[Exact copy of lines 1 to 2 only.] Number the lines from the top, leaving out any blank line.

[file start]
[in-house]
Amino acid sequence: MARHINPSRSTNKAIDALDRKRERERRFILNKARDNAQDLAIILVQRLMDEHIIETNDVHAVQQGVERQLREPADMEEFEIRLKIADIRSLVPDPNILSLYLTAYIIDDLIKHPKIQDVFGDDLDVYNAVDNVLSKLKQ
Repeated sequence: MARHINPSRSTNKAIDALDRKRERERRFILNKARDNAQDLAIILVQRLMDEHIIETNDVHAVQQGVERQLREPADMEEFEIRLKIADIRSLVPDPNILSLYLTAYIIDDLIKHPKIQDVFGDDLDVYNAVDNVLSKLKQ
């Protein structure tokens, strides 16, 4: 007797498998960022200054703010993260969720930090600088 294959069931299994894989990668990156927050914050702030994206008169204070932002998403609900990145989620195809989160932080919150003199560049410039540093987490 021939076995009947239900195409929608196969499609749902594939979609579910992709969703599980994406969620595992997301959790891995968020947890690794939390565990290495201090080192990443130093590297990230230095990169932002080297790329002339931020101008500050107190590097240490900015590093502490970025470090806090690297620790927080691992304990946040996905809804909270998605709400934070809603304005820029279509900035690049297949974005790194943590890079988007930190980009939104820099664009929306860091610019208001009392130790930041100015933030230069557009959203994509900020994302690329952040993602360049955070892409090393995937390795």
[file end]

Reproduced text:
[in-house]
Amino acid sequence: MARHINPSRSTNKAIDALDRKRERERRFILNKARDNAQDLAIILVQRLMDEHIIETNDVHAVQQGVERQLREPADMEEFEIRLKIADIRSLVPDPNILSLYLTAYIIDDLIKHPKIQDVFGDDLDVYNAVDNVLSKLKQ